Obesity linked to genetic trigger, study finds

Obesity linked to genetic trigger, study finds

People who lack a certain blood group are ‘genetically predisposed to obesity and increased weight, according to a new study.

The genetic variant identified by researchers disables the SMIM1 gene which is known to contribute to thyroid function and energy expenditure. The authors of the study said that those with the variant were more prone to obesity because they expend less energy at rest. The results of the study suggest that females carried an extra 4.6kg of weight and males carried an extra 2.4kg on average.

Those with the variant were also more likely to have other measures linked to obesity. These included high levels of fat in the blood, signs of fat tissue dysfunction, increased liver enzymes and decreased thyroid hormones.

Published in Med, the study analysed blood from 500,000 participants. The genetic variant was found in 104 of the participants, a rate of one in 5,000 people. SMIM1 was only discovered a decade ago, but the study’s authors said it was ‘exciting’ to learn more about its role in human metabolism.

Co-author Ole Pedersen said: ‘The whole team is very much looking forward to seeing how this new knowledge can be translated into practical solutions for people with this genetic make-up.’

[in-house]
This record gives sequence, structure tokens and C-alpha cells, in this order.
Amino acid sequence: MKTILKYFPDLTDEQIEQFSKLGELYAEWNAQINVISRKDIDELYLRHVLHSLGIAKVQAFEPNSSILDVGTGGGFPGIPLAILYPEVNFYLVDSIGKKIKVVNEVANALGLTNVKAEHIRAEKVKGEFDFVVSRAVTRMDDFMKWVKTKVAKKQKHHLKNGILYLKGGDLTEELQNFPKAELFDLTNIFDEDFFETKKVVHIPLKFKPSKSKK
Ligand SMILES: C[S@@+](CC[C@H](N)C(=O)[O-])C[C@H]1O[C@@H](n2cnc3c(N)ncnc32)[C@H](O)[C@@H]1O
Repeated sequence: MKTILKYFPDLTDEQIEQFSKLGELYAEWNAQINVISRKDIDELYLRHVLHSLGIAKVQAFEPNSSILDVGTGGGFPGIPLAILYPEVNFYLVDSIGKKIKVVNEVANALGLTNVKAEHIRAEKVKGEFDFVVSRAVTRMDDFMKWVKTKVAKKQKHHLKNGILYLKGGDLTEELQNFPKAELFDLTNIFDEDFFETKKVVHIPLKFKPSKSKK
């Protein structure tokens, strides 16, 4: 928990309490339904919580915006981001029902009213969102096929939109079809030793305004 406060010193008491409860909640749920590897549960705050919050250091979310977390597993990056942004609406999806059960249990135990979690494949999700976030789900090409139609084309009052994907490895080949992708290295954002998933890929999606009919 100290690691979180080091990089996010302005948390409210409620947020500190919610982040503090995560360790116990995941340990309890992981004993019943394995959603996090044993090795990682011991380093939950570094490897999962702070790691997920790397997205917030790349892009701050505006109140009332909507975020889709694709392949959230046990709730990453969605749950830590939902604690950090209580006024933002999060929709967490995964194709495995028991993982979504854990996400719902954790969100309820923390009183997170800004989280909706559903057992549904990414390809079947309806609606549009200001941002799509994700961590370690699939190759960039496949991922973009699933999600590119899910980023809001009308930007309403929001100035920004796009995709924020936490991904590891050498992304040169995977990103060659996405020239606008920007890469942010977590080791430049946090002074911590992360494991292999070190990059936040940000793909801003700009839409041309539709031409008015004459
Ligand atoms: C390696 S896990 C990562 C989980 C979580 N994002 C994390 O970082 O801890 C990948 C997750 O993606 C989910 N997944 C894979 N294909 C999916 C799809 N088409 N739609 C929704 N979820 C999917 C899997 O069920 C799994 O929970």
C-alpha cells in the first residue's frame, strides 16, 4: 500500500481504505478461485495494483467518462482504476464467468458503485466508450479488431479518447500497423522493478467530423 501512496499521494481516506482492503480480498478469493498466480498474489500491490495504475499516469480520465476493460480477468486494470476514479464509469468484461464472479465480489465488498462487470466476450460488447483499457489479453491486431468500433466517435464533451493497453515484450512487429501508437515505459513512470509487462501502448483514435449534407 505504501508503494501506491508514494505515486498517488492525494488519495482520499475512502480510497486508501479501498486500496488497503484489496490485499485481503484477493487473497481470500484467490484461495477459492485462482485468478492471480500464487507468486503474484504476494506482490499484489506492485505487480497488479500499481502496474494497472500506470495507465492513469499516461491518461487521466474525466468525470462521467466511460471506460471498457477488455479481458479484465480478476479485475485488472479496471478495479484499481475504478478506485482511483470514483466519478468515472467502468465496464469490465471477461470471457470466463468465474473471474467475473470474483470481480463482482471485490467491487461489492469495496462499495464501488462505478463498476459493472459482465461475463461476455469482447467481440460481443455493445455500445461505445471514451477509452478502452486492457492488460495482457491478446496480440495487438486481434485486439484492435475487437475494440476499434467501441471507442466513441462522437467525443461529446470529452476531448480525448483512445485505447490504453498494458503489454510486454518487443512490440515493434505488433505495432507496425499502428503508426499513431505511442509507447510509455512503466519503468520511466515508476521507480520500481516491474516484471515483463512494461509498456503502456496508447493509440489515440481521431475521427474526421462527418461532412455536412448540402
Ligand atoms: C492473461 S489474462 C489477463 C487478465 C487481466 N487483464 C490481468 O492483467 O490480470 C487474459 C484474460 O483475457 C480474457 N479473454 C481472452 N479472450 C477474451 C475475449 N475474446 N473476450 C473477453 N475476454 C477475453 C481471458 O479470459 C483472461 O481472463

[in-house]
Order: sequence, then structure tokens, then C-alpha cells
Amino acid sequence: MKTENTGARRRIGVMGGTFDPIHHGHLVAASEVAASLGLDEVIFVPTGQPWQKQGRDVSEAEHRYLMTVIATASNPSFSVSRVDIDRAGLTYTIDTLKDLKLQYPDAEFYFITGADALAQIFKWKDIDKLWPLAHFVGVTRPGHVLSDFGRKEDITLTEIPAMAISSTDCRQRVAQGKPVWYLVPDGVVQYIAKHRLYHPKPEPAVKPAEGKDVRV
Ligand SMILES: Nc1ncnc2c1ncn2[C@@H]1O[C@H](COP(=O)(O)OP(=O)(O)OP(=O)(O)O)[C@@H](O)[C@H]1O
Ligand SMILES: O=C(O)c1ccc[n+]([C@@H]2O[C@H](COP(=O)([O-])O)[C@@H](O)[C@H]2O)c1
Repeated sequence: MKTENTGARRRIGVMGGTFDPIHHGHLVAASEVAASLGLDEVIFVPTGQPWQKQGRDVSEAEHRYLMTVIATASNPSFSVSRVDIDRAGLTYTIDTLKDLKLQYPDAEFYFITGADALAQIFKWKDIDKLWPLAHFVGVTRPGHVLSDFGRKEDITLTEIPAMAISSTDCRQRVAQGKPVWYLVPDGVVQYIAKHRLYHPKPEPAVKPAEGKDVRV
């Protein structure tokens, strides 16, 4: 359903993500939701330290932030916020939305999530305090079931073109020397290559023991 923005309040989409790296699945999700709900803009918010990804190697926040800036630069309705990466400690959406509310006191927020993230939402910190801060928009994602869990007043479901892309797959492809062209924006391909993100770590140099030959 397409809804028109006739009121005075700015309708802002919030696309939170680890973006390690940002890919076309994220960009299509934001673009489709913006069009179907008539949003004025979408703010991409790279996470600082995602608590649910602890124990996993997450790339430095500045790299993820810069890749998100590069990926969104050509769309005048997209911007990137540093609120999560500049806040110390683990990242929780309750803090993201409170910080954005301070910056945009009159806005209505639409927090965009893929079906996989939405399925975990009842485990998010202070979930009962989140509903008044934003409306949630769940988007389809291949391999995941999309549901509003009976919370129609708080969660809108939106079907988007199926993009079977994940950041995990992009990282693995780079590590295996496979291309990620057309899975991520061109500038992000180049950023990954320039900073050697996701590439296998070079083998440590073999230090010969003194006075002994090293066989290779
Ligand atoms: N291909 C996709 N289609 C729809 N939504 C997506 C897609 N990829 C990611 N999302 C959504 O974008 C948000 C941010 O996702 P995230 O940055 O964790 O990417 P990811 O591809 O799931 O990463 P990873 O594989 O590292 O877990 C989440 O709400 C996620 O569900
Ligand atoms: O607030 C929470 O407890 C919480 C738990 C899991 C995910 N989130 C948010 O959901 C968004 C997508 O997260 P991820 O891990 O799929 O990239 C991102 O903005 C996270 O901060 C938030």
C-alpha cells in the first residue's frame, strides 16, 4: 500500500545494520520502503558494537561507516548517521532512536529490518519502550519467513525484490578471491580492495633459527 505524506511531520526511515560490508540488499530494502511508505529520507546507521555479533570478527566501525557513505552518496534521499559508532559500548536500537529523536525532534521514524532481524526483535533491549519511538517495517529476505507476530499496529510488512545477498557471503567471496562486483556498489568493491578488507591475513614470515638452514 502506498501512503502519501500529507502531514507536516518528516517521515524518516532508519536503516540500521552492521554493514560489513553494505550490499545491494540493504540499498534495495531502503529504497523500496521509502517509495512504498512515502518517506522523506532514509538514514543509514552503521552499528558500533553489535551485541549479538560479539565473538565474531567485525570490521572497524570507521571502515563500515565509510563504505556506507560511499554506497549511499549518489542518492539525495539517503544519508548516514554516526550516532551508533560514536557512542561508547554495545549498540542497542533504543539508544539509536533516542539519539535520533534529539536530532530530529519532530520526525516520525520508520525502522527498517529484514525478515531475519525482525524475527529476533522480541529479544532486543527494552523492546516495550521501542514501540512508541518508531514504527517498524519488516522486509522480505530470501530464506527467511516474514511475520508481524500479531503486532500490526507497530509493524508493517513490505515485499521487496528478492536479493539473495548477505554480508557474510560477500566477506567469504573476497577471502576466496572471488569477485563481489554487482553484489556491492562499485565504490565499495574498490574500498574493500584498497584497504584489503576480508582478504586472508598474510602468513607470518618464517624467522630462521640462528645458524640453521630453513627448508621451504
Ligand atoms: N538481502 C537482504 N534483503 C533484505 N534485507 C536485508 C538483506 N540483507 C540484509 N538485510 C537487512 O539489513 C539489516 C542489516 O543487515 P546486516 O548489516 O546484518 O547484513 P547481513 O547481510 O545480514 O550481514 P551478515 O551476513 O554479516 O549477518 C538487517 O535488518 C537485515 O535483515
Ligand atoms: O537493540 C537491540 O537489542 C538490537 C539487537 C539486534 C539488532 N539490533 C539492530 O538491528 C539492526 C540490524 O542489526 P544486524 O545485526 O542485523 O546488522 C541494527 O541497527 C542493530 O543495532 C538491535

‘A significant factor for obesity’

Based on the results of the study, the researchers believe that SMIM1 could be a significant factor for obesity in around 300,000 people worldwide.

Lead author Mattia Frontini said: ‘Obesity rates have nearly tripled in the past 50 years, and by 2030, more than one billion individuals worldwide are projected to be obese. The associated diseases and complications create significant economic burden on healthcare systems.

‘Obesity is due to an imbalance between energy intake and expenditure, often a complex interplay of lifestyle, environmental, and genetic factors. In a small minority of people, obesity is caused by genetic variants. 

‘When this is the case, new treatments can sometimes be found to benefit these people – and we’re now hoping to run a clinical trial to find out whether widely-available drug for thyroid supplementation may be beneficial in treating obesity in people who lack SMIM1.’

Professor Frontini continued to stress the need for further research into genetic causes of obesity and potential solutions. She said: ‘Our findings highlight the need to investigate the genetic cause of obesity, to select the most appropriate and effective treatment, but also to reduce the social stigma associated to it.’

First author Dr Luca Stefanucci added: ‘With the increased availability of genetic data, and more information on SMIM1 mechanism, we would like to see that when individuals lacking SMIM1 are identified, they receive information and support.’

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